Sitting with Eileen this afternoon, she asked me what I’ve done today.
‘Well,’ I replied ‘I’ve sold you to a white slave trader.’
She sniffed. ‘As if that would make any difference. Where did you get that idea?’
‘From David Murray.’
I note from the front page of today’s Herald that ‘The’ Donald Trump is still at it. It seems that the First Minister’s refusal to allow him to dictate Scotland’s renewable energy strategy is a personal ‘betrayal’. Legal action is being threatened to prevent the installation of off-shore wind turbines which would he claims ‘spoil the view’ from his proposed billion-dollar golf resort, a scheme so hair-brained and ill-considered that even he must realise by now that he will drop a bundle if he carries it through to a conclusion. Clearly Mr Trump must know as little of the the law of Scotland as he knew of its climate when he put forward his project, if he think that threat will carry any weight.
I’m currently watching Newcastle vs Wolves on Canal+. Mike Ashley, the Magpies’ unpopular owner may think he’s changed the name of the stadium, but as far as the Spanish commentators are concerned, it’s still St James’s Park.
. . . if Motherwell beat Celtic this afternoon, just wait for the conspiracy theories to start.
A Spanish painter of rare talent.
A couple of years ago, after boarding a Ryanair flight at Prestwick, I discovered that I’d left something in the lounge. The flight crew were very helpful and recovered it for me before take-off. I was so pleased that in a rash moment I promised the flight director that never again would I say anything rude about Michael O’Leary, its flamboyant chief executive. Sadly, I have found it very difficult to maintain that pledge.
First there was Ryanair’s outrageous behaviour in Spain, where they went head to head with the AENA, the state-owned airport management company, and with the Catalan government, looking to obtain ever higher public subsidies in return for maintaining routes out of Girona. While they were doing this, they were quietly moving services to Barcelona’s Terminal 2 which had become seriously under-used after the opening of the new Terminal 1. You can bet they received preferential terms; any time you board a Ryanair flight through a jetty, you can be sure that someone else is paying for it. The whole affair dragged on for months; Ryanair never did withdraw from Girona, but it is no longer possible to fly from there to Scotland.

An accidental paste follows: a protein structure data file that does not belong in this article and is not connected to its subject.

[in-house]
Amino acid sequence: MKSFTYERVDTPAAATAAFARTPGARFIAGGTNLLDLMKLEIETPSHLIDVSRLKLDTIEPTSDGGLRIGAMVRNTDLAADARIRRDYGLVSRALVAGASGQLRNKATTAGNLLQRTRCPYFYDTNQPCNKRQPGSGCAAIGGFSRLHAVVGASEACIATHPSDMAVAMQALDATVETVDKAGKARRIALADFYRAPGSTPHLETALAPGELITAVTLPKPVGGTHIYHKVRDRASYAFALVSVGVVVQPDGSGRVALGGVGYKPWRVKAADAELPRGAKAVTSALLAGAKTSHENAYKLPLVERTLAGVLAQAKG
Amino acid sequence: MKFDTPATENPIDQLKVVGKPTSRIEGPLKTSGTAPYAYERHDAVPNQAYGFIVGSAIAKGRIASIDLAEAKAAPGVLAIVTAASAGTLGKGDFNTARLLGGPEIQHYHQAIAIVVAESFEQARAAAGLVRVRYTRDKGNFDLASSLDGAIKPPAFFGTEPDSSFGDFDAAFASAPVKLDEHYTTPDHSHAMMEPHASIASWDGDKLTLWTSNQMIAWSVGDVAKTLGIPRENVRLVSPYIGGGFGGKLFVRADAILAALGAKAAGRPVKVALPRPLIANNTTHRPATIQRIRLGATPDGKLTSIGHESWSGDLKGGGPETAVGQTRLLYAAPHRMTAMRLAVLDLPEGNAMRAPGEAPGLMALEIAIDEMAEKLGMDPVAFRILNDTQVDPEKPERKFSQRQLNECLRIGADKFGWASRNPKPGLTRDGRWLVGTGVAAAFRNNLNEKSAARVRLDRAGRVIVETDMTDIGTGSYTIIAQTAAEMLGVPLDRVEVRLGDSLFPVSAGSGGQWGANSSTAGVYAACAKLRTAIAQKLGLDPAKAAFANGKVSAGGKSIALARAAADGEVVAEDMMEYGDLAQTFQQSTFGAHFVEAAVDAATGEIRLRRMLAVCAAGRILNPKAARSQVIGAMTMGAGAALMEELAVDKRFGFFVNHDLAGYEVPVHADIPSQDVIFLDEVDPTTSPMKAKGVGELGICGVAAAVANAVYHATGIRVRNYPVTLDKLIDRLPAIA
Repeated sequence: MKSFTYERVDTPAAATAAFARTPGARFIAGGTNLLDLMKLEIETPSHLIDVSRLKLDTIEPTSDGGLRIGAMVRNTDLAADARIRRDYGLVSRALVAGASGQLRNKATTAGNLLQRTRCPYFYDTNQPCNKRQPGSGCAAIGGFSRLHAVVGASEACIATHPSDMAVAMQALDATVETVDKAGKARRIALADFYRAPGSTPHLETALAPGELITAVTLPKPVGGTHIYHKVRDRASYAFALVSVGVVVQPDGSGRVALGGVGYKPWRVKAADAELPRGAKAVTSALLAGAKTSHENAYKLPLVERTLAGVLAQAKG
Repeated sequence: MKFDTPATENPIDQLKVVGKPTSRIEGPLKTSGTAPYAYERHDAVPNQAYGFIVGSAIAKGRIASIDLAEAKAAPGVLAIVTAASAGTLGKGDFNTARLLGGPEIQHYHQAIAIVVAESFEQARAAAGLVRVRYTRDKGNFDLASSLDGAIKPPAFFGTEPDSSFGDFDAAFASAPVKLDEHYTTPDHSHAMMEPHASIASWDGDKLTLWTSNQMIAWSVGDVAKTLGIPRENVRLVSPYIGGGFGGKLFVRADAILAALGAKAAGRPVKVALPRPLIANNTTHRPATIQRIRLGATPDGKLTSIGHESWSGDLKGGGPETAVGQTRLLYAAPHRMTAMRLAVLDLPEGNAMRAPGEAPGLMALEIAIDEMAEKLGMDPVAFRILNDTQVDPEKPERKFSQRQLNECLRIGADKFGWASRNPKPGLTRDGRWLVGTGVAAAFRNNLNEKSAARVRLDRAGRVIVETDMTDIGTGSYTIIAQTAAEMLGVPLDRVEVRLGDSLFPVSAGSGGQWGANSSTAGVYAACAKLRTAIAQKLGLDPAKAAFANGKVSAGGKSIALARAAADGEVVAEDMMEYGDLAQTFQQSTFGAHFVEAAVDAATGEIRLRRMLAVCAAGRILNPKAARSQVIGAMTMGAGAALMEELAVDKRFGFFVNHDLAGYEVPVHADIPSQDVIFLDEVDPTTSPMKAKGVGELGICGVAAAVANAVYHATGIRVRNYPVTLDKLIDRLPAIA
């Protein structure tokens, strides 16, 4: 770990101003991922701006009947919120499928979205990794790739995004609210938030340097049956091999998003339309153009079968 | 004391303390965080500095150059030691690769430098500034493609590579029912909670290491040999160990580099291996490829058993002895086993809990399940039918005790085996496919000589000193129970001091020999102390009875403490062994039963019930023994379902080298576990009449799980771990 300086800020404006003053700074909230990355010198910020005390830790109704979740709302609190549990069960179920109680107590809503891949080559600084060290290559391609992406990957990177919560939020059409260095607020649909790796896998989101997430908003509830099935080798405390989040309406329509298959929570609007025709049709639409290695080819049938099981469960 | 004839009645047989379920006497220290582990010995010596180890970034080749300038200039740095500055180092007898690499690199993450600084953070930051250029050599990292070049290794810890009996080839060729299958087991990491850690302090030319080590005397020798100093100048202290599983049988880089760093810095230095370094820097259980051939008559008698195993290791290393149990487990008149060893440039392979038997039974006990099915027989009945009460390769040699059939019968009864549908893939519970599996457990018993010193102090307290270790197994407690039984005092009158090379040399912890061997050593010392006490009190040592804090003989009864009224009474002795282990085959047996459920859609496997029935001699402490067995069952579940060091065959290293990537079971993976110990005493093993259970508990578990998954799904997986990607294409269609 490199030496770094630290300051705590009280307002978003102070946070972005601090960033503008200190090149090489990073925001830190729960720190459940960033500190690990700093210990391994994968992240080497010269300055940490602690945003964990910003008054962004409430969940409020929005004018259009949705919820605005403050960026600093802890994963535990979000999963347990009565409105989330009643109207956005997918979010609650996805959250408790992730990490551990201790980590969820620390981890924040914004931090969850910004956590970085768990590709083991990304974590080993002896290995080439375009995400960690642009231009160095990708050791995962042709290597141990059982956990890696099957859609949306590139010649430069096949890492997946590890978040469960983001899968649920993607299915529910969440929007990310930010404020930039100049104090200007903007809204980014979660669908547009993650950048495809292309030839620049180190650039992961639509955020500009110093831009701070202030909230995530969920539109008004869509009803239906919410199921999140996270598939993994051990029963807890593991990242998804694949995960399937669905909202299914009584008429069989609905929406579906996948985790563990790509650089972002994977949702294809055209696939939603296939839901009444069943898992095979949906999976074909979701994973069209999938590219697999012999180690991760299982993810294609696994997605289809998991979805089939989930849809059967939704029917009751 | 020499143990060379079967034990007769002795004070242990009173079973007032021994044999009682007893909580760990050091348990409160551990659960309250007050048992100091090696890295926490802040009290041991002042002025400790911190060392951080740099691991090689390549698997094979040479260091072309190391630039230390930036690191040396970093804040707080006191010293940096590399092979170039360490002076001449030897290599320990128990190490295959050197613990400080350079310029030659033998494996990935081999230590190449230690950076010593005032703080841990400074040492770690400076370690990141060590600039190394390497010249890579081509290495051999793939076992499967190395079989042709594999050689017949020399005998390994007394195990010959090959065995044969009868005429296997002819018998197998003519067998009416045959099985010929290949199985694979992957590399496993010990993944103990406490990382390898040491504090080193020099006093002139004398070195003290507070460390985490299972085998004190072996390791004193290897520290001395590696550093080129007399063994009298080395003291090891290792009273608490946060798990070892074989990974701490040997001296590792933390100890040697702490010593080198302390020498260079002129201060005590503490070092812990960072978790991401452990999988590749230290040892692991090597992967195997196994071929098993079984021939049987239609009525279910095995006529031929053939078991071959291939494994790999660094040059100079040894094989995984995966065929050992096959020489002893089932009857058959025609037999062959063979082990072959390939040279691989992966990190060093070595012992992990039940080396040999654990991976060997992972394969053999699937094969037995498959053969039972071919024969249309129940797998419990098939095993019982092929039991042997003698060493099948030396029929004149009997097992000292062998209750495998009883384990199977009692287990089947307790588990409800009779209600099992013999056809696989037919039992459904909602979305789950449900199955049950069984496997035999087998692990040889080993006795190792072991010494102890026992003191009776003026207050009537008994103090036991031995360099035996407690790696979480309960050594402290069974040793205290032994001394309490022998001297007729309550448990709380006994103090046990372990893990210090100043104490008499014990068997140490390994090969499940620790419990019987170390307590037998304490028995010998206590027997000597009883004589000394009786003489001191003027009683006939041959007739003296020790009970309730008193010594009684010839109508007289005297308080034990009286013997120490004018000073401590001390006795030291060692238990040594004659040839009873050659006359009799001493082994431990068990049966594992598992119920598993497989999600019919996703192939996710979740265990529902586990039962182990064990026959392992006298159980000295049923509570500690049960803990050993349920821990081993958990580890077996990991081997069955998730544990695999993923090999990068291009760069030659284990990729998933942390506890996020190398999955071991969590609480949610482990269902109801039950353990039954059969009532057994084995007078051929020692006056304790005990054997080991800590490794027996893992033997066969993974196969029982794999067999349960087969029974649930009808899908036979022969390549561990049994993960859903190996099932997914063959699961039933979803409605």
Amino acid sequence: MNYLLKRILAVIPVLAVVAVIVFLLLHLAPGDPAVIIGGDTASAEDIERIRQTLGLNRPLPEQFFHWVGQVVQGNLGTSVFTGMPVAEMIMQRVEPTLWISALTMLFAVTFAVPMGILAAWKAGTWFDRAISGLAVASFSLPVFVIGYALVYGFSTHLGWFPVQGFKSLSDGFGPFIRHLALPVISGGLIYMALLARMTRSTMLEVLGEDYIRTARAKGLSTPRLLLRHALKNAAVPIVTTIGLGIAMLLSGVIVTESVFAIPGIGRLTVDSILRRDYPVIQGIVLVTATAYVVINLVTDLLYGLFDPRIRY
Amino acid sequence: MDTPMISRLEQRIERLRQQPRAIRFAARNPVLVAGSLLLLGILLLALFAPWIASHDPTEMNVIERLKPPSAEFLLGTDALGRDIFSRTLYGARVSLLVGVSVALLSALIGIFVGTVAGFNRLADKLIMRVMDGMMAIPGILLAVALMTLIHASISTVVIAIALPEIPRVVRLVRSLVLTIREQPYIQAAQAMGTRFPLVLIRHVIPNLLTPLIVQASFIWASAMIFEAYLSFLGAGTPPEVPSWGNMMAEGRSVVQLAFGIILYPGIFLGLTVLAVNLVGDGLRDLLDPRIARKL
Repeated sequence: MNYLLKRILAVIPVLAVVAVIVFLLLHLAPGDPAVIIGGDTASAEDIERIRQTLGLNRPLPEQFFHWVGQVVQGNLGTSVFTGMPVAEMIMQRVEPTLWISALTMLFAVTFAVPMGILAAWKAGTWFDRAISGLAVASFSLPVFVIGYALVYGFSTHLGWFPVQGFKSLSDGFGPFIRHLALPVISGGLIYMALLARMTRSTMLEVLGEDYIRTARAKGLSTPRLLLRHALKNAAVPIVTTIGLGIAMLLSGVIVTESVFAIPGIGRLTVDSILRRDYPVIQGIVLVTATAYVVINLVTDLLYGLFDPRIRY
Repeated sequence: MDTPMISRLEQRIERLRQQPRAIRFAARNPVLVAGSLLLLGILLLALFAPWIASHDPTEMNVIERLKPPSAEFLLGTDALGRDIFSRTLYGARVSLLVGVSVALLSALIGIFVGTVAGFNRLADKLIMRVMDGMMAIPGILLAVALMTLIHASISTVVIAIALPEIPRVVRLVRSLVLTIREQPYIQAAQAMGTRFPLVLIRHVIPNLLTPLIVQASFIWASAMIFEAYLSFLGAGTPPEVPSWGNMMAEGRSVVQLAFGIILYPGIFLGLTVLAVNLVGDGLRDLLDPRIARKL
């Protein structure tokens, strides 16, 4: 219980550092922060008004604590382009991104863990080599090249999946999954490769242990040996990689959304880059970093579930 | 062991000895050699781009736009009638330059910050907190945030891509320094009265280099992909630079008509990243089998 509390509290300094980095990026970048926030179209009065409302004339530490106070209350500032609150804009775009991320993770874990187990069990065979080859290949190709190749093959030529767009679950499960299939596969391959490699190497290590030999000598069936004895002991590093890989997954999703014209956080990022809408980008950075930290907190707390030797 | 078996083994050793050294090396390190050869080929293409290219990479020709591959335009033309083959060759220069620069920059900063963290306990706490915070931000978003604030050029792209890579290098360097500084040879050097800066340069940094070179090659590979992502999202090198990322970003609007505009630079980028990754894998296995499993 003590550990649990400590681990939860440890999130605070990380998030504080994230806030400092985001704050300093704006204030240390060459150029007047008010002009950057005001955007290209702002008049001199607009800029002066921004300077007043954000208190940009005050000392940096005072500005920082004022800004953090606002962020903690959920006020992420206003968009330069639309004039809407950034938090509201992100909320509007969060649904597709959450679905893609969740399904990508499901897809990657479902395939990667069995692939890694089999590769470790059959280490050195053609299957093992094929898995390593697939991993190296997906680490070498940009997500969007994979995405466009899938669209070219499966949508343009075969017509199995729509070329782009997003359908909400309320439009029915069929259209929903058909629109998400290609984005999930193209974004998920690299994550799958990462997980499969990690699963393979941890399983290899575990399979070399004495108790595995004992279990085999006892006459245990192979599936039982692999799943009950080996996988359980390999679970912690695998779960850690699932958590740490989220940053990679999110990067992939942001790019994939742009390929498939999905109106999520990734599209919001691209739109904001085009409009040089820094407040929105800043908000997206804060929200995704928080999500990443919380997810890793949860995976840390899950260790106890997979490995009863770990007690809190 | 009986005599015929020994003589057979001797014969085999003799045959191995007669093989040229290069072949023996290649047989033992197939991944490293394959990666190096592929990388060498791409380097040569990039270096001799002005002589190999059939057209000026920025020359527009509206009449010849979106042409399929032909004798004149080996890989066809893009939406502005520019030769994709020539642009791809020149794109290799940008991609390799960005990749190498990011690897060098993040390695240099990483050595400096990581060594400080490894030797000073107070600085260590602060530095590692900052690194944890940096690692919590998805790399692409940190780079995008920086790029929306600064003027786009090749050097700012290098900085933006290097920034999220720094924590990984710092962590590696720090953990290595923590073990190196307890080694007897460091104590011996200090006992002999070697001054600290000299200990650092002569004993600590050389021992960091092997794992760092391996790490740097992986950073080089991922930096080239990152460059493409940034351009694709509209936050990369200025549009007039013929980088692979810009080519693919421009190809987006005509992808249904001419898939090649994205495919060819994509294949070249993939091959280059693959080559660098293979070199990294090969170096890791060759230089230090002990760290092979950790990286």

Now they’re at it again, in Scotland, using confrontational tactics in an attempt to bludgeon reduced landing charges out of BAA, the owners of Edinburgh Airport, and countering its rejection with the threat to cut five routes and with them, 300 jobs. That was uttered by Mr O’Leary in person, on a no doubt flying visit to the capital. The problem he has on this occasion is that there was nothing to be lost in translation. No sooner had he made his threat than it was pointed out that four of the five routes in question did not yet exist, nor did a single one of those 300 jobs, since Ryanair has no direct employees at Edinburgh Airport, and accounts for no more than 20% of its turnover.
Those who watched the Scottish TV news a couple of nights ago, probably saw Mr O’Leary clowning for the cameras with one of his model planes, then heard him refer to the airport owners as ‘prats’ for refusing to back down in the face of his demands and concede a deal which would have started a stampede from the other 39 airlines who fly through Edinburgh. Those who didn’t switch off in anger would have heard Ryanair’s announcement that people who had booked on the aborted routes would receive a refund, but also . . . the really nasty part . . . that when it came to the cost of ancillary bookings, such as hotels and car hire, they were on their own.
Ryanair boasted recently in a press release that as a company it has €3 billion euro in cash reserves. If that is true, indeed even if it has added an extra ‘0’ to the real figure, (previous press releases have included a suggestion that standing passengers were to be allowed on Ryanair flights, so it isn’t beyond a spoof) then much, maybe even all, of that money has been squeezed from taxpayers in subsidies, and from the shareholders of airport operators weak enough to have given in to its threats.
Two weeks ago, in Barcelona Terminal 1, I witnessed a noisy but orderly protest by supporters of Spanair, the recently collapsed Catalan-owned budget airline. Their message was ‘Save Spanair — Ryanair out’. Instinctively I’m on their side.
However I have a nagging problem, and it is this. Ryanair actually does what it says on the tin. It’s cheap and it gets you there on time, in modern aircraft. Its performance and its illogical unpopularity are both down to one man, Michael Kevin O’Leary. A glance at his business record leaves no room for doubt that he is a fantastically gifted man. A glance at his public statements makes it just as clear that he can be his own, and his company’s worst enemy. Ryanair should be what it claims to be, ‘The world’s favourite airline’, not the most hated, as it probably is.